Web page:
from hangers made each one
a moment and some made me see
her again in some place, some time -
black hair on a burgundy-silked shoulder,
gauzy aqua turned invisible by a wave.
Clumsily male-folded and put in shopping bags,
I lined them in the hall outside the bedroom.
The drawers from the bottom up filled
with sweaters, folded tops, t-shirts.
I scooped them up in handfuls and held them
to my face as I carried them to bags.
The last four drawers with smaller bunches
of socks and stockings, the satin and lace
and flannel of night clothes,
finally bras nested together
and a full drawer of panties.
The hardest to remove, I lay them on the bed
in a patchwork quilt of colors and materials
as varied as the emotions and the years.
I wanted to lie down on top of them
and gather them around me,
but it seemed a violation, trespassing in time.
These four drawers in one bag that would not go
to a charity, that no one would use or share.
A bag that I would wait to put at the curb
until a day without rain when I would leave the house
in early morning, drive to the lake
and watch petals fall into the water
to be carried away by the wind.
Charles Michaels


One town's very like another
When your head's down over your pieces, brother
Not much between despair and ecstasy
One night in Bangkok and the tough guys tumble
Can't be too careful with your company
I can feel the devil walking next to me  --  Murray Head

grabs, rips like a rapist
who gets off on seeing me beg.
Legs, holds them down.
Licks eyes, ignores tears.
Doesn't care.
Doesn't care.
It's there and never alters.
Always on my back, helpless,
vulnerable as a turtle with a spongy soft shell.
Doesn't care and never changes.
Always there and I'm always half-bare.
Never changing, but rearranging
and it always comes back when I'm

on the street below and look up at a window.
I'm a bag lady with shiny secrets, words
stuck behind my eyes like stolen merchandise, layers
and layers of things sequined but blurred,
and tucked in my dirty fancy panties,
and I have my hand out.
I'm freezing out here and I have no change.
Buddy, (daddy?) can you spare a dime?
Turn that window into a mirror
and I'll cry you a rhinestone tear.
   I'm freezing out here.


ON PANTIES so many days
i have tried to enlist the help of the contents of my
underwear drawer
in my war on my poor self image
maybe the satin black feeling of being held closely
will help me to realize that i am no

maybe, i think as i step out of the shower,
this will help me envision myself
in arms of some one.

crushes come too easily i find
when your self-esteem is dependent on your underwear.

Brandi Semler


Looking in drawers
for scanty-inspiration,
this late bloomer pants
(breath is short
in one so ancient).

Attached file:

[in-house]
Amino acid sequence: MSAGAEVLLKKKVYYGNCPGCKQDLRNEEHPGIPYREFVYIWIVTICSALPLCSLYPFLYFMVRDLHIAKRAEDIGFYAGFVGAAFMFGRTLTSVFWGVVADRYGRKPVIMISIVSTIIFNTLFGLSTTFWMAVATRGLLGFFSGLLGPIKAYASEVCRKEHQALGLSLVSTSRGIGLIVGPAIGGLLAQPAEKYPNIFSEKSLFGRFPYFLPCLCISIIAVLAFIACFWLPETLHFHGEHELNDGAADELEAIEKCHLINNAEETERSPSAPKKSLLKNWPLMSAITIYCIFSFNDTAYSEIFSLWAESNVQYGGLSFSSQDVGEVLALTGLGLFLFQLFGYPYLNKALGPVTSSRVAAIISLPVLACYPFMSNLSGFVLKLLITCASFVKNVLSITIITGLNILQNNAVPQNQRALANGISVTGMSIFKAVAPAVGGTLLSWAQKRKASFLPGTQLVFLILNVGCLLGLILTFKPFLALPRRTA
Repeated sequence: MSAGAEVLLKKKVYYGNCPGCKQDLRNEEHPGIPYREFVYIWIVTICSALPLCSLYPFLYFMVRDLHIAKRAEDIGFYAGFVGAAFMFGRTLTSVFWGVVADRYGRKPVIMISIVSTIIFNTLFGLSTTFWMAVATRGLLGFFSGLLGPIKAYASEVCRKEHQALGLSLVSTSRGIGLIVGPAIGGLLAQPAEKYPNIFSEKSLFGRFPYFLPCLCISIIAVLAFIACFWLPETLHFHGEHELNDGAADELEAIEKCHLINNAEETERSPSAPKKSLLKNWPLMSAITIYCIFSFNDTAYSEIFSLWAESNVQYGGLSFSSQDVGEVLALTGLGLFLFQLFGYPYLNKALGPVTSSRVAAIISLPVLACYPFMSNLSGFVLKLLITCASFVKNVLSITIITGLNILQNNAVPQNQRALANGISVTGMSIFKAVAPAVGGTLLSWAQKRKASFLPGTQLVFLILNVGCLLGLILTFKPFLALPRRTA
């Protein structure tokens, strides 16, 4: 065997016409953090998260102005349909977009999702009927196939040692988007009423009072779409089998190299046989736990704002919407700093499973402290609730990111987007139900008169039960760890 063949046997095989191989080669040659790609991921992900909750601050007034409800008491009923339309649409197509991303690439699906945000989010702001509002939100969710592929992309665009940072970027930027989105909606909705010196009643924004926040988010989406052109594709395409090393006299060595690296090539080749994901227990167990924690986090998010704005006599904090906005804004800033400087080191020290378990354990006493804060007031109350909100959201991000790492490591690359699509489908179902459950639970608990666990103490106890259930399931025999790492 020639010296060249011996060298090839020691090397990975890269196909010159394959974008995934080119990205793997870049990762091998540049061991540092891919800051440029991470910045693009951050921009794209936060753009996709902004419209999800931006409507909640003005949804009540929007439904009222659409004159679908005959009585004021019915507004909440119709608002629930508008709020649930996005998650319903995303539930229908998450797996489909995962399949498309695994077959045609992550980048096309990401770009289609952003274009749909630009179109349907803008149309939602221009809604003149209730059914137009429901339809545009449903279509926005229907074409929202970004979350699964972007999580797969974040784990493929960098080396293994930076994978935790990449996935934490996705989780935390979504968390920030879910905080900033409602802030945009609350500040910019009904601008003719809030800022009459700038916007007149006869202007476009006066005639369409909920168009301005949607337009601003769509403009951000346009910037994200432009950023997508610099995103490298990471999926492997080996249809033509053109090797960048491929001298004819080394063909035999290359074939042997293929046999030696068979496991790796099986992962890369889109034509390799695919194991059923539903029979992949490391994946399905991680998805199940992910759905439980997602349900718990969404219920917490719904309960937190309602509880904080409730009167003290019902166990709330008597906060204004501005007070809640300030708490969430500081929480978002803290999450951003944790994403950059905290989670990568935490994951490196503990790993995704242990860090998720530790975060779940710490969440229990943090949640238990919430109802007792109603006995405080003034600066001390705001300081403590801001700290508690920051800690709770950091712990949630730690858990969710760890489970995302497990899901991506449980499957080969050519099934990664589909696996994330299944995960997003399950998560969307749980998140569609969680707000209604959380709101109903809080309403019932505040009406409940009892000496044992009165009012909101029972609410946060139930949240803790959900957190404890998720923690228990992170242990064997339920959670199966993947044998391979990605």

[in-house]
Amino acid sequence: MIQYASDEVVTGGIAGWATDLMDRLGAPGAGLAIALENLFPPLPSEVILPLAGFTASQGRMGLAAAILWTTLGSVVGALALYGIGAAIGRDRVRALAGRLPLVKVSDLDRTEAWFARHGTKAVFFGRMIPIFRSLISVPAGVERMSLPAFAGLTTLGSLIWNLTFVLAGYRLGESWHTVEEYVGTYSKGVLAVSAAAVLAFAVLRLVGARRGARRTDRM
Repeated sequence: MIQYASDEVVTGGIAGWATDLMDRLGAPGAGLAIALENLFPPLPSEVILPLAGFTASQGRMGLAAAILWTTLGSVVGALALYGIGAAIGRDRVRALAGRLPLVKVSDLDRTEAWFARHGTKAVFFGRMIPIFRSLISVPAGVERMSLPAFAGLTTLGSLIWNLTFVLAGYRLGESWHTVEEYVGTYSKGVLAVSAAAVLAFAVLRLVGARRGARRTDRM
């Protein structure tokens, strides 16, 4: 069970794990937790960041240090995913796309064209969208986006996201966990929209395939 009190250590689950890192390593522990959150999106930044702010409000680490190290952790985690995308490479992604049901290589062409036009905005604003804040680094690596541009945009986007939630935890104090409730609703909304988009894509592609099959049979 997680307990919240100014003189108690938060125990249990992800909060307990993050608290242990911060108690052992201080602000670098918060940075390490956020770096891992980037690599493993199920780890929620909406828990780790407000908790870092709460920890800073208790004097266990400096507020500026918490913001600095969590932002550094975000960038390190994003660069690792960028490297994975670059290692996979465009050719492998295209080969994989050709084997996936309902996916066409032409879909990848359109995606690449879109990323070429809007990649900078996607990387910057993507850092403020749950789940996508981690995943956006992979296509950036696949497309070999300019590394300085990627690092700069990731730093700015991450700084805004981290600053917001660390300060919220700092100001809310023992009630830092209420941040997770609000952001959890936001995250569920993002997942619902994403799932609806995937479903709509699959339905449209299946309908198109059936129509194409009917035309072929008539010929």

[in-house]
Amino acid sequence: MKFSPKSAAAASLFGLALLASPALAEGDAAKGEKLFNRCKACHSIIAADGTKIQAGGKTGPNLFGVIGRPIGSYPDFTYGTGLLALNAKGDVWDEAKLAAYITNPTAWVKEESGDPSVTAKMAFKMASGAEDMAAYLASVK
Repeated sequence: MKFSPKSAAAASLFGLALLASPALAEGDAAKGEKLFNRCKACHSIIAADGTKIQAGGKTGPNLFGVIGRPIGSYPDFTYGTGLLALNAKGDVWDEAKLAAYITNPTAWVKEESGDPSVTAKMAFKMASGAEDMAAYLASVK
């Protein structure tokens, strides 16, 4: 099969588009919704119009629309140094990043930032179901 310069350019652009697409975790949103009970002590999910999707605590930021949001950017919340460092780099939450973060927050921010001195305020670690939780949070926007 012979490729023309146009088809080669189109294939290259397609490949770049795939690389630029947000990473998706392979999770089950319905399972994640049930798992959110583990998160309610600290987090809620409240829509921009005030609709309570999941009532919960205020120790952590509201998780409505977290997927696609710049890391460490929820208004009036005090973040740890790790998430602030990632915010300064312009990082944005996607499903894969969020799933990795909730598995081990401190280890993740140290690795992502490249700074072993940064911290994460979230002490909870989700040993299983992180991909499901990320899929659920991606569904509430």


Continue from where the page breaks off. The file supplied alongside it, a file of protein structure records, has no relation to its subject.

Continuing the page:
The effort makes
her sit a bit,
and ponder.
Finally, she snickers,

"Why Is it knickers
you want me to sort out,
and write about?
Calling them 'panties'
you make me wonder
what has changed?
They used to call pants

Then she roams
over the words
and supposes
they could be arranged
to talk about
the un-talk-about-able:
Making new chants
of panties and drawers
(instead of poems
about roses).

Catherine M. LeGault


That morning a blind woman at the museum entrance
asked me to take her elbow and bring her to the planetarium.
She was taller than me, younger than me,
in a white dress, white shoes, a wide-brimmed white hat.
Her hat shaded me from the sun as we climbed.
Neither of us said a word but her heels tapped an even pace
and it felt like she led me to the place.
"I love to listen to the music and hear them talk about the stars,"
she said.  Her hands quickly produced money for a ticket and she turned,
said thank you, kissed the air before my face, and entered the darkness.

That night I held another woman as we walked the city streets.
There were real stars above but we were blinded by the lights or our own emotions
and even though we heard music, we only talked about ourselves.
My hands around her moved from shoulders down and when they reached
her waist they slid between pants and panties and I thought that perhaps blinded
I could see the color of the smooth, cool fabric with my hands.
White.  Like the white that the woman that morning must have worn - her outfits
carefully arranged in sets so that everything went together easily.
No complications or conflicts, no hesitation of movement,
fingertips sliding under lace and satin and finding a field of distant stars.

Ken Ronkowitz


I never used to wear anything
but cotton briefs.  I felt comforted
when I peeled off the label that told me
they'd passed inspection by Jean.
I always imagined her a pristine
woman, gray hair netted in a bun
at the back of her small head, pictured
her blue eyes checking the seams for flaws
before fastening her name to the crotch.
I felt natural and pure wearing cotton
that had passed her discerning eyes.

The ones I wear now don't have inspection
labels, but I love the way they hug my hips
and their shimmery, satiny feel.  They are fun,
especially the patterned ones - animal prints,
Valentine's hearts, spring flowers.  I choose
them to fit the mood I hope to have that day,
and sometimes it works.  Today I wear red,
the most suggestive color I can think of.
I love the idea that when I walk down the street
in my long, straight skirt that hides everything,
I've got this bold secret.  And it makes me smile
to imagine someone unzipping my skirt,
letting it fall into a puddle at my feet,
lifting his eyes - his surprise
at what I've got on underneath.

Susan Kaye